Note: do a git fetch --all --prune on other machines after deleting remote branch, to remove obsolete tracking branches.


to remove local branch

git branch -D my-local-branch

to remove remote branch

git push origin :my-remote-branch

TIP: if you want to see all available branches you can use git branch -a,

and to see just remote branches, you can use git branch -r

Solution 7 - Git

Tip: When you delete branches using

git branch -d <branchname> # Deletes local branch


git push origin :<branchname> # Deletes remote branch

only the references are deleted. Even though the branch is actually removed on the remote, the references to it still exists in the local repositories of your team members. This means that for other team members the deleted branches are still visible when they do a git branch -a.

To solve this, your team members can prune the deleted branches with

git remote prune <repository>

This is typically git remote prune origin.

Solution 8 - Git

If you want to delete a branch, first checkout to the branch other than the branch to be deleted.

git checkout other_than_branch_to_be_deleted

Deleting the local branch:

git branch -D branch_to_be_deleted

Deleting the remote branch:

git push origin --delete branch_to_be_deleted

Solution 9 - Git

git branch -D <name-of-branch>
git branch -D -r origin/<name-of-branch>
git push origin :<name-of-branch>

Solution 10 - Git

This is simple: Just run the following command:

To delete a Git branch both locally and remotely, first delete the local branch using this command:

git branch -d example

(Here example is the branch name.)

And after that, delete the remote branch using this command:

git push origin :example

Solution 11 - Git

Another approach is:

git push --prune origin

WARNING: This will delete all remote branches that do not exist locally. Or more comprehensively,

git push --mirror

will effectively make the remote repository look like the local copy of the repository (local heads, remotes and tags are mirrored on remote).

Solution 12 - Git

I use the following in my Bash settings:

alias git-shoot="git push origin --delete"

Then you can call:

git-shoot branchname

Solution 13 - Git

Delete locally:

To delete a local branch, you can use:

git branch -d <branch_name>

To delete a branch forcibly, use -D instead of -d.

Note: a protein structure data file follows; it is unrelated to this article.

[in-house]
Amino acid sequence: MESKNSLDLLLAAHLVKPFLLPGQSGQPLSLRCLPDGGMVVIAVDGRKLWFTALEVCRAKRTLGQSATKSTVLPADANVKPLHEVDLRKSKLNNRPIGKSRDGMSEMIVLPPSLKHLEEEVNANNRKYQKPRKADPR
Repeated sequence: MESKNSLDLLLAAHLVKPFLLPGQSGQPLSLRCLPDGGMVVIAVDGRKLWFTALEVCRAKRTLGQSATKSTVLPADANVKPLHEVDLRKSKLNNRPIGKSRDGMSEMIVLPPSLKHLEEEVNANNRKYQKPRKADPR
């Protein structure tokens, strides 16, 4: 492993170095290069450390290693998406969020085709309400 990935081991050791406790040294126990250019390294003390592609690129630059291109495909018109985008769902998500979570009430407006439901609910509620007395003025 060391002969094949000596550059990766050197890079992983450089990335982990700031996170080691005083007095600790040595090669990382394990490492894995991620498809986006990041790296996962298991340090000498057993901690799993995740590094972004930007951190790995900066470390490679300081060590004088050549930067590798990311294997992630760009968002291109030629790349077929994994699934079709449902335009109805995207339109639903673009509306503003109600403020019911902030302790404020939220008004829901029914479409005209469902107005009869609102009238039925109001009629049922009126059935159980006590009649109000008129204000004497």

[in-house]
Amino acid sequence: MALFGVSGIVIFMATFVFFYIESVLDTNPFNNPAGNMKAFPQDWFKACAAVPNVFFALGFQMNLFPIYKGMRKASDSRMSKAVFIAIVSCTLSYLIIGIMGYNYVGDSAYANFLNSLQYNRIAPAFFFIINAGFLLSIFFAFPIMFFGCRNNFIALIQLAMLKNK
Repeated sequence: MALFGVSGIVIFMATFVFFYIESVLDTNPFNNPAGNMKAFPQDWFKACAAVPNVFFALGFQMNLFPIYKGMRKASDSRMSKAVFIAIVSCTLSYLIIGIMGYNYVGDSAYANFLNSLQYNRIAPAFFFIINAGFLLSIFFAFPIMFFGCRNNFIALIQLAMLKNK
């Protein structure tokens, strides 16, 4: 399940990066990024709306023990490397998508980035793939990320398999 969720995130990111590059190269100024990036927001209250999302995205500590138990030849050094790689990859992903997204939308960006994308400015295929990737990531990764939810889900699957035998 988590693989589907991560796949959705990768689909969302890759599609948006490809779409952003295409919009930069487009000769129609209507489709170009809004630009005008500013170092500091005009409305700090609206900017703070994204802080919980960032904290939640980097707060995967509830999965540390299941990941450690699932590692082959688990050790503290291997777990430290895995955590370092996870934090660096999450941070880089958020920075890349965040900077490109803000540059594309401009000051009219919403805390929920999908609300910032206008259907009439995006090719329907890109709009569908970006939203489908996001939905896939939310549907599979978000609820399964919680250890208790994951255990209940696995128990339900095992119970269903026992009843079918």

git branch -D <branch_name>

Delete remotely:

There are two options:

git push origin :branchname

git push origin --delete branchname

I would suggest you use the second way as it is more intuitive.

Solution 14 - Git

If you want to complete both these steps with a single command, you can make an alias for it by adding the below to your ~/.gitconfig:

    rmbranch = "!f(){ git branch -d ${1} && git push origin --delete ${1}; };f"

Alternatively, you can add this to your global configuration from the command line using

git config --global alias.rmbranch \
'!f(){ git branch -d ${1} && git push origin --delete ${1}; };f'

NOTE: If using -d (lowercase d), the branch will only be deleted if it has been merged. To force the delete to happen, you will need to use -D (uppercase D).

Solution 15 - Git

Since January 2013, GitHub included a Delete branch button next to each branch in your "Branches" page.

Relevant blog post: Create and delete branches

Solution 16 - Git

To delete your branch locally and remotely

  • Checkout to master branch - git checkout master

  • Delete your remote branch - git push origin --delete <branch-name>

  • Delete your local branch - git branch --delete <branch-name>

Solution 17 - Git

You can also do this using git remote prune origin

$ git remote prune origin
Pruning origin
URL: [email protected]/yourrepo.git
 * [pruned] origin/some-branchs

It prunes and deletes remote-tracking branches from a git branch -r listing.

Solution 18 - Git

In addition to the other answers, I often use the git_remote_branch tool. It's an extra install, but it gets you a convenient way to interact with remote branches. In this case, to delete:

grb delete branch

I find that I also use the publish and track commands quite often.

Solution 19 - Git

A one-liner command to delete both local, and remote:

D=branch-name; git branch -D $D; git push origin :$D

Or add the alias below to your ~/.gitconfig. Usage: git kill branch-name

    kill = "!f(){ git branch -D \"$1\";  git push origin --delete \"$1\"; };f"

Solution 20 - Git

Deleting Branches